Melissa Conrad Stöppler, MD
Melissa Conrad Stöppler, MD, is a U.S. board-certified Anatomic Pathologist with subspecialty training in the fields of Experimental and Molecular Pathology. Dr. Stöppler's educational background includes a BA with Highest Distinction from the University of Virginia and an MD from the University of North Carolina. She completed residency training in Anatomic Pathology at Georgetown University followed by subspecialty fellowship training in molecular diagnostics and experimental pathology.
William C. Shiel Jr., MD, FACP, FACR
Dr. Shiel received a Bachelor of Science degree with honors from the University of Notre Dame. There he was involved in research in radiation biology and received the Huisking Scholarship. After graduating from St. Louis University School of Medicine, he completed his Internal Medicine residency and Rheumatology fellowship at the University of California, Irvine. He is board-certified in Internal Medicine and Rheumatology.
In this Article
- Introduction to birth control
- What are intrauterine devices (IUDs)?
- What are the types of intrauterine devices (IUDs)?
- How does an intrauterine device (IUD) work?
- What are the advantages of an intrauterine device (IUD)?
- What are the side effects of an intrauterine device (IUD)?
- How is an IUD removed?
- What are the risks and complications of intrauterine devices (IUDs)?
- Find a local Obstetrician-Gynecologist in your town
What are the types of intrauterine devices (IUDs)?
Intrauterine devices (IUDs) come in two different types: 1) copper-releasing, or 2) progesterone-releasing.
- The TCu380A (Paragard) is a copper-containing IUD. It releases copper from a copper wire that is wrapped around the base. The released copper contributes to an inflammatory reaction in the uterus that helps prevent fertilization of the egg. It is approved to remain in place for up to 10 years.
- Levonorgestrel-releasing IUD (Mirena): This form of IUD releases a progestin hormone from the vertical part of the T. Progestin acts to thickencervical mucus, creating a barrier to sperm, as well as renders the lining of the uterus inhospitable to implantation of a pregnancy. This form of IUD is approved for up to five years of use.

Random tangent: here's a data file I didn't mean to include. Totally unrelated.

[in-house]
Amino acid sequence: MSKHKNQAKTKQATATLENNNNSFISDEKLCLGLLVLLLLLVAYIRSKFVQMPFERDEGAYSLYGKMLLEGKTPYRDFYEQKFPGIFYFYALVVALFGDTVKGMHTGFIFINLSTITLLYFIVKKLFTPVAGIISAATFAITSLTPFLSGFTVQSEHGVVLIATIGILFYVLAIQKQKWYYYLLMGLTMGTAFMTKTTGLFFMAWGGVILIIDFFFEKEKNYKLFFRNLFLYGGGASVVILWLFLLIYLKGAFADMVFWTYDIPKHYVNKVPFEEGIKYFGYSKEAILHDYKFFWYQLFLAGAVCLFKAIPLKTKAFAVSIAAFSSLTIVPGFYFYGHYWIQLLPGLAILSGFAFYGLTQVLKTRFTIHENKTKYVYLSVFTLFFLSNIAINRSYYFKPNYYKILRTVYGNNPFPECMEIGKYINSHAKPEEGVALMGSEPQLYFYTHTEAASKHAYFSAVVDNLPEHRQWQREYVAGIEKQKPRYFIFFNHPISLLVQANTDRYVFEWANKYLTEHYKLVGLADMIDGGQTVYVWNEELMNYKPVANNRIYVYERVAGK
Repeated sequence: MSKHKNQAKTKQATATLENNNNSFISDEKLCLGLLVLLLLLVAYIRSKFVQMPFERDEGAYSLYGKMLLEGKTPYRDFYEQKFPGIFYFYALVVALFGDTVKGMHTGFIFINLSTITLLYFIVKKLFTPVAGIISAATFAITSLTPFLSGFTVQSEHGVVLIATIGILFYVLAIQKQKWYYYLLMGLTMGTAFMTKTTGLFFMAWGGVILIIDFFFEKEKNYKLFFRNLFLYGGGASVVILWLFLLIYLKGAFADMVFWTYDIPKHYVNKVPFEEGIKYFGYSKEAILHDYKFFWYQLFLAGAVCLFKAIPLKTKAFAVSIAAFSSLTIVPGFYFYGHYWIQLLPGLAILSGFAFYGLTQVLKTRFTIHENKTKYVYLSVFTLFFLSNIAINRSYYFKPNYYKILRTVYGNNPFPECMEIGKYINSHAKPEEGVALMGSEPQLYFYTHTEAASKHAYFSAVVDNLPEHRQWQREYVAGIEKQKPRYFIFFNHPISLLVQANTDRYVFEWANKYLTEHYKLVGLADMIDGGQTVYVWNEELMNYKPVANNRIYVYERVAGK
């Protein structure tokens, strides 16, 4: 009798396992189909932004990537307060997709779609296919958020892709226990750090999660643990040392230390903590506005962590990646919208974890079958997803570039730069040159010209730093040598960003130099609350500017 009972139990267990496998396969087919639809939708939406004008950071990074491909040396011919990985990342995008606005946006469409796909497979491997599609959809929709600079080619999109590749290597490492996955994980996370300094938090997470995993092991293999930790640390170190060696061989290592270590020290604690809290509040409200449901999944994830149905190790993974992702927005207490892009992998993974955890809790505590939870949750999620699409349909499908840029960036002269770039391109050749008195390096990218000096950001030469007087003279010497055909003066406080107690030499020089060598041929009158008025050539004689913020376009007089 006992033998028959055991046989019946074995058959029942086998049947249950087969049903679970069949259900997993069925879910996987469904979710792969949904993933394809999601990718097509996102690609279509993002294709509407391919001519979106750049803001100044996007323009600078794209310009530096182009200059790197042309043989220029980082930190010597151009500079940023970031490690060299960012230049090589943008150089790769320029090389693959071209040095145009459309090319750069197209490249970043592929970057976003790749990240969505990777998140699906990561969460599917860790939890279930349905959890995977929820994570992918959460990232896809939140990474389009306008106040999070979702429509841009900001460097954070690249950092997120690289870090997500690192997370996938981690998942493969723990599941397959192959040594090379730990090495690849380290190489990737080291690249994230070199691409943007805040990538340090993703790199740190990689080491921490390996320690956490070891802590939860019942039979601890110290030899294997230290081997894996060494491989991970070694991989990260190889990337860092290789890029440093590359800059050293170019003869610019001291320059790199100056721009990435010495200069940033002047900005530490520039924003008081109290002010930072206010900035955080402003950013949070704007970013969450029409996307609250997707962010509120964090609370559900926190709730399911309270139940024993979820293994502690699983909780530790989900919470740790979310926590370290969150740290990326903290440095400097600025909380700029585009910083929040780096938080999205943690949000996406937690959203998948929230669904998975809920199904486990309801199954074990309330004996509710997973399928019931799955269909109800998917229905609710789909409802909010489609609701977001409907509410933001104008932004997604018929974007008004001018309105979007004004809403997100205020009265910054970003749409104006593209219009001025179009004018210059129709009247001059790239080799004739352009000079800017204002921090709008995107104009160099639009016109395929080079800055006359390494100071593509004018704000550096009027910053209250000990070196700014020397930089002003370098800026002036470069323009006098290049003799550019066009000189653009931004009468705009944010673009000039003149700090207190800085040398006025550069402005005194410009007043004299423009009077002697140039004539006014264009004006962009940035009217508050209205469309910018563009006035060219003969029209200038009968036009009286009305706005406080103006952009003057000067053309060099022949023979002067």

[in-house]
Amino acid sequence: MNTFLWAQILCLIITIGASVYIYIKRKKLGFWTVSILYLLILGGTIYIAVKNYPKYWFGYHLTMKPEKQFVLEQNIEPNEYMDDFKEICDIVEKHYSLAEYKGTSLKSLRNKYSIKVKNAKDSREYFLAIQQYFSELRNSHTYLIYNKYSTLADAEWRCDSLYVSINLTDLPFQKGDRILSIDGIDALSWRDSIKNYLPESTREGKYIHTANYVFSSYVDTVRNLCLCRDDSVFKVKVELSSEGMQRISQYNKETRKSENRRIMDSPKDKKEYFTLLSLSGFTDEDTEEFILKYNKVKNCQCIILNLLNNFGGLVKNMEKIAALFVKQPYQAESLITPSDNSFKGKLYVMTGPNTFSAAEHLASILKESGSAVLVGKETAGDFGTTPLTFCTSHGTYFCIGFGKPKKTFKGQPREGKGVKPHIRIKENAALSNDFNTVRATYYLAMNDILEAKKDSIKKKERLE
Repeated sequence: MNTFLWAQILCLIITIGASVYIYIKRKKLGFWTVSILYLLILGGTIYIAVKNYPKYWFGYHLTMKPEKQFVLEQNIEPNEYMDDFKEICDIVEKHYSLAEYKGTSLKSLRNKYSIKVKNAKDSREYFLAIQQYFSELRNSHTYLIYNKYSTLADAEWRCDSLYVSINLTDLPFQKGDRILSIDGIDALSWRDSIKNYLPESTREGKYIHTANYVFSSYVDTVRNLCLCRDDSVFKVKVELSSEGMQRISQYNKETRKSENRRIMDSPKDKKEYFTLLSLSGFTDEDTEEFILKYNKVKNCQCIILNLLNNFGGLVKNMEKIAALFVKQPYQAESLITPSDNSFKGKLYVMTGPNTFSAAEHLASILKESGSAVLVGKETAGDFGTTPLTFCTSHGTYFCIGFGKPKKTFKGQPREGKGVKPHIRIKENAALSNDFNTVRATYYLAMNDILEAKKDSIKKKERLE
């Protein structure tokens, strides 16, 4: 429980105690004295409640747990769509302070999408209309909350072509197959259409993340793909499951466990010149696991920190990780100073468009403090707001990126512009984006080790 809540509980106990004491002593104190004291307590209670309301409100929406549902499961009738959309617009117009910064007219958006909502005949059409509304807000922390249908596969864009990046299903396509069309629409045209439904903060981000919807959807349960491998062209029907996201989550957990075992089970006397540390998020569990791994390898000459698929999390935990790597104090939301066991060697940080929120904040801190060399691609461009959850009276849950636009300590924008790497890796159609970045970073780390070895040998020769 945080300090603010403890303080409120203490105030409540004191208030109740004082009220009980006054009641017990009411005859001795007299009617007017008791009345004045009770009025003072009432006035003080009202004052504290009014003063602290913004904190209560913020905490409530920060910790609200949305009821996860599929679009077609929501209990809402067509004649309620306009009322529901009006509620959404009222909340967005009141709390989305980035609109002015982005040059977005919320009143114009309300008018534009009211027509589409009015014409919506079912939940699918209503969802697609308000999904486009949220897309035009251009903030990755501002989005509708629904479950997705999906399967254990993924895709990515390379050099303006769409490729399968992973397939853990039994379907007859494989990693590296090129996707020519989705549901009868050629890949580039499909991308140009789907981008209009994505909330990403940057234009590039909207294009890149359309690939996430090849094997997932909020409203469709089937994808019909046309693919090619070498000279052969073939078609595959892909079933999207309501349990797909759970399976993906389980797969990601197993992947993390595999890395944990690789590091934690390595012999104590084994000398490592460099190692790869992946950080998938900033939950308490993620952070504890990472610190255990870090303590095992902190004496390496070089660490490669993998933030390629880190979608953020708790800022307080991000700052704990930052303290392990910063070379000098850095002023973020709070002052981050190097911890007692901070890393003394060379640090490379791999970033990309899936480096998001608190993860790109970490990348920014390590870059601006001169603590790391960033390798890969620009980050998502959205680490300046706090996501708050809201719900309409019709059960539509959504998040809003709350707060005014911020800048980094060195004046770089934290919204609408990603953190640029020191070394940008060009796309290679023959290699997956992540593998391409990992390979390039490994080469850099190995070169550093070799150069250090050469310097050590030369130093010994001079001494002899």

How does an intrauterine device (IUD) work?
It is not fully understood how IUDs work. They are thought to prevent conception by causing a brief localized inflammation that begins about 24 hours after insertion. This causes an inflammatory reaction inside the uterus that attracts white blood cells. The white blood cells produce substances that are toxic or poisonous to sperm. The progesterone-releasing IUDs also cause a subtle change in the endometrial environment that impairs the implantation of the egg in the uterine wall. This type of IUD also alters the cervical mucus, which, in turn, inhibits sperm from passing through the cervix.
IUDs are only available by prescription and must be properly inserted by a health care professional. A pelvic exam is required to insert an IUD. The IUD is inserted into the uterus long as she is not pregnant.
The woman must check her IUD every month to be sure that it is still in place. Sometimes, the uterus expels (pushes out) the IUD. Expulsions may not cause any specific symptoms and can be overlooked. In addition to the woman checking the IUD, the device must also be checked periodically by a health care professional.
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